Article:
Fort Collins is on its way to the Promised Land, but it’s certainly not there yet, some black residents said Monday.
The city still lacks basic services for blacks, such as hair care, for instance, said Theresa Grangruth, an administrative assistant at Black Student Services. The town has just one hair care business that specializes in catering to the needs of African Americans.
“Racism here is not in your face,” the 20-year Fort Collins resident said.
In a state far less ethnically diverse than America, Fort Collins is even more so. According to the 2000 U.S. Census, 3.8 percent of Coloradans are black, compared to 12.8 of the U.S. population. The same survey found that only 1 percent of Fort Collins residents is black.
Louis Dean, 17, plopped himself in the back row of the Lory Student Center Theatre early in the morning, waiting to hear the words of the man who inspired the holiday.
The Fort Collins native and Centennial High School student’s experiences in the city have been pleasant.
“All African-Americans at some point experience racism,” he said. “I think the racism (in Fort Collins) is really low.”
Blane Harding, director of advising for the College of Liberal Arts, said racism in the area is compounded by its conservative slant. Those on the political right, he said, tend to be less tolerant of ethnic differences.
The area, the Loveland resident said, should try to “do the impossible: reach people who really need it rather than preaching to the choir.”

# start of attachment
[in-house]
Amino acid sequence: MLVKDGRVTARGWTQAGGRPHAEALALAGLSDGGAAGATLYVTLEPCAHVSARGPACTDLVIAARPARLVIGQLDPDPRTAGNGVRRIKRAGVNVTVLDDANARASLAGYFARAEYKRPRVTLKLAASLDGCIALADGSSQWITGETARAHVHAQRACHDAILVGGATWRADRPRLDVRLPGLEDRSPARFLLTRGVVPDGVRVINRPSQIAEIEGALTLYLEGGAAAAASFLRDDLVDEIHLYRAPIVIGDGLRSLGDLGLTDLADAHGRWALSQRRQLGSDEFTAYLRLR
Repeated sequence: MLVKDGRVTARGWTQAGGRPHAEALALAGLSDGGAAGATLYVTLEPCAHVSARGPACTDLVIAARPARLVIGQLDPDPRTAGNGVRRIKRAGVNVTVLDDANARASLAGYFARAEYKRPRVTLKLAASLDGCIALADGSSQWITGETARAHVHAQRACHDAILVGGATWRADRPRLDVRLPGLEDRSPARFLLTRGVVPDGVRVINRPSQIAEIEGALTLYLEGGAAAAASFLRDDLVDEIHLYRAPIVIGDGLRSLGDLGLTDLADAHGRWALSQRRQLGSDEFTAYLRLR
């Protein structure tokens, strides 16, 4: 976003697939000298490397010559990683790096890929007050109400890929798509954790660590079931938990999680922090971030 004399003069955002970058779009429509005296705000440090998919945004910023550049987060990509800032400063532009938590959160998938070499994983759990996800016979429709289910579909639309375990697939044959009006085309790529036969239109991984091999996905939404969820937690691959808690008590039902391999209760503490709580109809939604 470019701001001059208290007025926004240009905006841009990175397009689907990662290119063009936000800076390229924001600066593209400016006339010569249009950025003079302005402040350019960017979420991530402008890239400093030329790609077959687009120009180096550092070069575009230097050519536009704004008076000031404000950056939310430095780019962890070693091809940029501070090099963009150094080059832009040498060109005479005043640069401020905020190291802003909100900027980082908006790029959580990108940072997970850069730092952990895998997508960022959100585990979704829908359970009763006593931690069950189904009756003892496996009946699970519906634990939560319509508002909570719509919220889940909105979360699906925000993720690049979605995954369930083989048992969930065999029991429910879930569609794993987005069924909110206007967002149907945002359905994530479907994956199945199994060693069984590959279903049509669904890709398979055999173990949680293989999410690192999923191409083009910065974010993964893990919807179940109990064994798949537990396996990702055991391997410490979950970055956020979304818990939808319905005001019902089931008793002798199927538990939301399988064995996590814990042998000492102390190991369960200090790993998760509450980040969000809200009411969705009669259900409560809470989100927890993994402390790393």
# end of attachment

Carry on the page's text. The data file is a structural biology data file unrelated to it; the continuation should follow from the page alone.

The community needs to aggressively root out racism proactively, he said.
“You do it through the school district, city council, school board, all the way down the line,” he said.
George Jackson, a CSU graduate student who is black, said he’s never been the victim of a racial incident in Fort Collins, and that the community is more progressive-minded on once-taboo issues like interracial dating.
“It is very accepting, but I wish it was more diverse,” the 47-year-old said.
Grangruth said that although most of the city’s racism lies below the surface, the occasional act of overt prejudice rears its head.
A student called her 14-year-old grandson the n-word, causing the Lincoln Junior High student to physically retaliate, she said, adding that she’d like to see more diversity programs for the city’s youth.
“I think Fort Collins is making strides,” Grangruth said, “but it’s not where it needs to be.”
Managing editor Vimal Patel can be reached at firstname.lastname@example.org.